But Ingebrigtsen, R-Alexandria, wanted the full Senate to pass the House bill without sending it to a committee for consideration, Bakk said.


Bakk persuaded senators to unanimously agree to send the bill to a House-Senate conference committee, where the new provisions can be debated.

The bill places more penalties on people who do not adequately prevent carrying invasive species from one body of water to another.

Republican leaders had wanted to send the bill to Dayton before he left for the Governor's Fishing Opener at noon Friday, but now it will early next week before he can sign the bill into law.

The House approved 71-61 a bill to redraw U.S. House district lines.

A highlight of the plan, drawn and supported by Republicans, was making the mostly rural congressional districts stretch from east to west across the state, dramatically different than the current two northern districts.

The new map would lump all of northern Minnesota into one district and create three districts that stretch across the state

.Democrats' main argument against the bill was that the map was not released far enough in advance of a committee vote for the public to study it.


But Rep. Dan Fabian, R-Roseau, said there has been plenty of publicity in his northwest Minnesota district, and he received only one comment, and that was from someone outside his district.

"It has not generated much conversation among my constituents," Fabian said.

Huddle on stadium

Dayton and several key Cabinet members met behind closed doors Friday with legislative backers of a new stadium for the Vikings, trying to figure out how to make the team's site choice in suburban Arden Hills viable in the waning days of the legislative session.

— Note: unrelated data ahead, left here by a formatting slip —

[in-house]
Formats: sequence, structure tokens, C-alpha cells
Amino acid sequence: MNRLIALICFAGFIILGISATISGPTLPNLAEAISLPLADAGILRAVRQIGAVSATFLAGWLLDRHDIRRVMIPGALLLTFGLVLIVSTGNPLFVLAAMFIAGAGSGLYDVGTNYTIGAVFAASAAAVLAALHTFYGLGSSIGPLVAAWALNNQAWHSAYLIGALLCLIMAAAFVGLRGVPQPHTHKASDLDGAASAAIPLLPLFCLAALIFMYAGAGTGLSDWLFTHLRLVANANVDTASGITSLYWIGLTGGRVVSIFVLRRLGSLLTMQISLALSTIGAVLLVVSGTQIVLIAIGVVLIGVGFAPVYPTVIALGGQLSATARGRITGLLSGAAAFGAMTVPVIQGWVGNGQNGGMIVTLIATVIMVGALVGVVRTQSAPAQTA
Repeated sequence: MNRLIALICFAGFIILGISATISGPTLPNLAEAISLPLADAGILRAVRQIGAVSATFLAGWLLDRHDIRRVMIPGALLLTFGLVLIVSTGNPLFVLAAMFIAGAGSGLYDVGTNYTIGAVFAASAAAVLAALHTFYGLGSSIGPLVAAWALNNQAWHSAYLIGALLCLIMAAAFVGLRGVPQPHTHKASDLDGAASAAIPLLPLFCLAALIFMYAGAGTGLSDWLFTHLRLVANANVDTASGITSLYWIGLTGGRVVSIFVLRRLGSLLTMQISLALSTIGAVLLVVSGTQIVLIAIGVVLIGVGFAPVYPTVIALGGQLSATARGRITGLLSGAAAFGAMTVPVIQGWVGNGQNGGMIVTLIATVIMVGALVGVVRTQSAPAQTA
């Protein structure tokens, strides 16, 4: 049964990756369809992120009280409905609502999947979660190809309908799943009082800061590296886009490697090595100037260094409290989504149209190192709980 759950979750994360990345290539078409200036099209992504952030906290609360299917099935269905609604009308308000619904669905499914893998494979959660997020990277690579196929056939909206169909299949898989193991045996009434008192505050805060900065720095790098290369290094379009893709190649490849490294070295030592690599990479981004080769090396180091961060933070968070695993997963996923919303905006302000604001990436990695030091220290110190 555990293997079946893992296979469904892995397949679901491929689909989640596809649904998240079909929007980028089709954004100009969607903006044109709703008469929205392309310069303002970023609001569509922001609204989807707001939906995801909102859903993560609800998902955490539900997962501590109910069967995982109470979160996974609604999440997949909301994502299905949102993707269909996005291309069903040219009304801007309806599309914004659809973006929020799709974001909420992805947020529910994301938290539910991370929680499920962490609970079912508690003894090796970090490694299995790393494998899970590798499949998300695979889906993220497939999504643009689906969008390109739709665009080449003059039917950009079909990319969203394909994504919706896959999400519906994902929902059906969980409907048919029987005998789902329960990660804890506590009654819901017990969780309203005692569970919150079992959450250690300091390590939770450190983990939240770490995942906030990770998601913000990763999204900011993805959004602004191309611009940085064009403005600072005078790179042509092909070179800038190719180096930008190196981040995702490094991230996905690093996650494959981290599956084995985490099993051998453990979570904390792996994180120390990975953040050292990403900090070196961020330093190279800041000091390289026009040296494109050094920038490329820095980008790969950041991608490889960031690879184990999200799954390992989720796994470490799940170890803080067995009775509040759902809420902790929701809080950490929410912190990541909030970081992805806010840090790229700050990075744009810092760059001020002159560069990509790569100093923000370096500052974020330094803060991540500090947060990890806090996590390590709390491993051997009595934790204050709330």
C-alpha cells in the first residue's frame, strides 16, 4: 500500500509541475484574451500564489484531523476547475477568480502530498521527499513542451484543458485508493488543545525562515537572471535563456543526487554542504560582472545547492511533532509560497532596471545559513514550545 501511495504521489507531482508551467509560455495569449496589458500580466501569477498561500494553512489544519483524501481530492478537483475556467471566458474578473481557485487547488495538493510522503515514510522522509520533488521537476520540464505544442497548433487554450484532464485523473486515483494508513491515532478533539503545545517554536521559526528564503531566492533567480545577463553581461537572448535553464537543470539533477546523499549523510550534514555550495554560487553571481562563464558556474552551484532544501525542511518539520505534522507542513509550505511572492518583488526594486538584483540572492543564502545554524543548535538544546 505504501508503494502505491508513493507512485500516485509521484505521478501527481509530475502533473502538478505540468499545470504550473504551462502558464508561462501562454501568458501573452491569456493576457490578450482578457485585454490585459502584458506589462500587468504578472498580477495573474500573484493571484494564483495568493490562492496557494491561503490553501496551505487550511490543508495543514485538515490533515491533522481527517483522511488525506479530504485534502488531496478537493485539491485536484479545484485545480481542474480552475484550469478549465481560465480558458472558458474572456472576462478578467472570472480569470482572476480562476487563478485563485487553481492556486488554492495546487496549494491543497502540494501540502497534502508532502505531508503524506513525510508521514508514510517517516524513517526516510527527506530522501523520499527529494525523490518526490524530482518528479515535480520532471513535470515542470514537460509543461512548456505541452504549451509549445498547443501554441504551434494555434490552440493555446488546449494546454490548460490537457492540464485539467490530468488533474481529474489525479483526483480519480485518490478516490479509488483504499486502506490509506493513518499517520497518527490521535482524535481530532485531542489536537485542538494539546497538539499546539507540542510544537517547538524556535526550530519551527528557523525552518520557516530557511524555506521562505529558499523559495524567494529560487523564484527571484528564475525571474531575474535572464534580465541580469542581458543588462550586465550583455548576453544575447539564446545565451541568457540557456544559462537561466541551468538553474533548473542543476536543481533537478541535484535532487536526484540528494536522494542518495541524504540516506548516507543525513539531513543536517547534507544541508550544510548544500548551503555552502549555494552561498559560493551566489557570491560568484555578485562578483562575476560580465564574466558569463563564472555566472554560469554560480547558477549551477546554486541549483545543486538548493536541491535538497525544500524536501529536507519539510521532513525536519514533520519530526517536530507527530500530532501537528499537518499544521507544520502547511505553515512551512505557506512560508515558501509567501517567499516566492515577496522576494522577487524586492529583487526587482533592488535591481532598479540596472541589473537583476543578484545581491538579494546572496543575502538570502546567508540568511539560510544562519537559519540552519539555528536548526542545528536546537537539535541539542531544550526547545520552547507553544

Several participants in the meeting said talks centered on the Ramsey County site. Lanning, the Republican carrying the bill in the House, said that's because the Vikings have made it their clear choice over rebuilding at the current Metrodome site in Minneapolis.

But the Ramsey County site is presenting challenges, given the May 23 deadline to adjourn the legislative session.

Lanning said there's still a lack of clarity over the exact cost of needed road repairs around the site -- costs that threaten to push the total state spending commitment well above a $300 million ceiling that Dayton and legislators insist is set in stone.


The deal struck earlier this week between the Vikings and Ramsey County leaders split costs for the $1.1 billion, retractable-roof stadium between the team $407 million; the county at $350 million; and the state at $300 million -- plus the cost of transportation improvements.

But those added costs are turning out to be the rub.

A state Department of Transportation estimate pegged transportation spending needs in the area to be at least $175 million, but Vikings and Ramsey County officials believe that's too high.

They also argue most of those improvements would have to happen in the next few years, anyway, with or without the stadium.